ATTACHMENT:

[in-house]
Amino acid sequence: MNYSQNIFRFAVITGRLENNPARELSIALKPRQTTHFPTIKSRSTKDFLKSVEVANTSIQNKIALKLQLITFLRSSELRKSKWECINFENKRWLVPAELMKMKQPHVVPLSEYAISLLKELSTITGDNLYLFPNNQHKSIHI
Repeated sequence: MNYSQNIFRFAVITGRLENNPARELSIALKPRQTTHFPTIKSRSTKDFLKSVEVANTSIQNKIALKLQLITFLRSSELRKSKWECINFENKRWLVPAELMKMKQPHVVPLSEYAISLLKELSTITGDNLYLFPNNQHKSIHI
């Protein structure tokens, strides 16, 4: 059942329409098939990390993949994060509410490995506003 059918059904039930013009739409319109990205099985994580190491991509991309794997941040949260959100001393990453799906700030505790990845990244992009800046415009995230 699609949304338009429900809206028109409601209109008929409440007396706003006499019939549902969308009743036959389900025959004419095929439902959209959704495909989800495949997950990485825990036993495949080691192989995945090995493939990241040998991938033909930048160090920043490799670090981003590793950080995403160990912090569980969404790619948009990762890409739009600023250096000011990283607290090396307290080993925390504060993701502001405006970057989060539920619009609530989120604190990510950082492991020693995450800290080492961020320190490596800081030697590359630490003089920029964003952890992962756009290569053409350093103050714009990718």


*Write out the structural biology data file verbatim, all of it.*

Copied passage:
[in-house]
Amino acid sequence: MNYSQNIFRFAVITGRLENNPARELSIALKPRQTTHFPTIKSRSTKDFLKSVEVANTSIQNKIALKLQLITFLRSSELRKSKWECINFENKRWLVPAELMKMKQPHVVPLSEYAISLLKELSTITGDNLYLFPNNQHKSIHI
Repeated sequence: MNYSQNIFRFAVITGRLENNPARELSIALKPRQTTHFPTIKSRSTKDFLKSVEVANTSIQNKIALKLQLITFLRSSELRKSKWECINFENKRWLVPAELMKMKQPHVVPLSEYAISLLKELSTITGDNLYLFPNNQHKSIHI
């Protein structure tokens, strides 16, 4: 059942329409098939990390993949994060509410490995506003 059918059904039930013009739409319109990205099985994580190491991509991309794997941040949260959100001393990453799906700030505790990845990244992009800046415009995230 699609949304338009429900809206028109409601209109008929409440007396706003006499019939549902969308009743036959389900025959004419095929439902959209959704495909989800495949997950990485825990036993495949080691192989995945090995493939990241040998991938033909930048160090920043490799670090981003590793950080995403160990912090569980969404790619948009990762890409739009600023250096000011990283607290090396307290080993925390504060993701502001405006970057989060539920619009609530989120604190990510950082492991020693995450800290080492961020320190490596800081030697590359630490003089920029964003952890992962756009290569053409350093103050714009990718």